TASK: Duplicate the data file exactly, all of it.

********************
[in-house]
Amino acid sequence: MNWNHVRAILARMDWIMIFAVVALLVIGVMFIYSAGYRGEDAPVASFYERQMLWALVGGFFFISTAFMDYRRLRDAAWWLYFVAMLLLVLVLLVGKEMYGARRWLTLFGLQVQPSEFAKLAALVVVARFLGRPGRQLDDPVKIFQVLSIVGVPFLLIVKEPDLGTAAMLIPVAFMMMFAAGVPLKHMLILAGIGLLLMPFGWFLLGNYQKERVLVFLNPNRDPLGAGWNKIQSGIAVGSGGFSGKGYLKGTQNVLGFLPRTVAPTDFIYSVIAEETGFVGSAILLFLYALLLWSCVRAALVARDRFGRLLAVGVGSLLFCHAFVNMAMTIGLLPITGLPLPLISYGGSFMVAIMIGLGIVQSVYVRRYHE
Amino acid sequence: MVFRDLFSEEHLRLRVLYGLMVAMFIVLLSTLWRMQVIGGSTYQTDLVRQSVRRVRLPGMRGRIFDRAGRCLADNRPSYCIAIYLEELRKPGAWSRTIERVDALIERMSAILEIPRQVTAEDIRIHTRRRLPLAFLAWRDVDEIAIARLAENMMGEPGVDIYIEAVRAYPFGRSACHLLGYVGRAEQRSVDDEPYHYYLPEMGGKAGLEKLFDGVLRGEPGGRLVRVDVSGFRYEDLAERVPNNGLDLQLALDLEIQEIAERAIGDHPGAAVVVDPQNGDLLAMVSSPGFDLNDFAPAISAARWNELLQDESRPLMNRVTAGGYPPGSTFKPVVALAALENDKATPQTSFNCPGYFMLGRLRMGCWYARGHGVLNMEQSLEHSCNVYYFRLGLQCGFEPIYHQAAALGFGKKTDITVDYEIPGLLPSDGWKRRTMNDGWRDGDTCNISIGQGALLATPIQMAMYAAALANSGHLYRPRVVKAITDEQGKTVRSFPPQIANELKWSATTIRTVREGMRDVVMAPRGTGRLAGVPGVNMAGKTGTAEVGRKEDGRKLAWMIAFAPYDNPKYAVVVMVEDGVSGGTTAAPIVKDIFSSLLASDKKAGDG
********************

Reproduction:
[in-house]
Amino acid sequence: MNWNHVRAILARMDWIMIFAVVALLVIGVMFIYSAGYRGEDAPVASFYERQMLWALVGGFFFISTAFMDYRRLRDAAWWLYFVAMLLLVLVLLVGKEMYGARRWLTLFGLQVQPSEFAKLAALVVVARFLGRPGRQLDDPVKIFQVLSIVGVPFLLIVKEPDLGTAAMLIPVAFMMMFAAGVPLKHMLILAGIGLLLMPFGWFLLGNYQKERVLVFLNPNRDPLGAGWNKIQSGIAVGSGGFSGKGYLKGTQNVLGFLPRTVAPTDFIYSVIAEETGFVGSAILLFLYALLLWSCVRAALVARDRFGRLLAVGVGSLLFCHAFVNMAMTIGLLPITGLPLPLISYGGSFMVAIMIGLGIVQSVYVRRYHE
Amino acid sequence: MVFRDLFSEEHLRLRVLYGLMVAMFIVLLSTLWRMQVIGGSTYQTDLVRQSVRRVRLPGMRGRIFDRAGRCLADNRPSYCIAIYLEELRKPGAWSRTIERVDALIERMSAILEIPRQVTAEDIRIHTRRRLPLAFLAWRDVDEIAIARLAENMMGEPGVDIYIEAVRAYPFGRSACHLLGYVGRAEQRSVDDEPYHYYLPEMGGKAGLEKLFDGVLRGEPGGRLVRVDVSGFRYEDLAERVPNNGLDLQLALDLEIQEIAERAIGDHPGAAVVVDPQNGDLLAMVSSPGFDLNDFAPAISAARWNELLQDESRPLMNRVTAGGYPPGSTFKPVVALAALENDKATPQTSFNCPGYFMLGRLRMGCWYARGHGVLNMEQSLEHSCNVYYFRLGLQCGFEPIYHQAAALGFGKKTDITVDYEIPGLLPSDGWKRRTMNDGWRDGDTCNISIGQGALLATPIQMAMYAAALANSGHLYRPRVVKAITDEQGKTVRSFPPQIANELKWSATTIRTVREGMRDVVMAPRGTGRLAGVPGVNMAGKTGTAEVGRKEDGRKLAWMIAFAPYDNPKYAVVVMVEDGVSGGTTAAPIVKDIFSSLLASDKKAGDG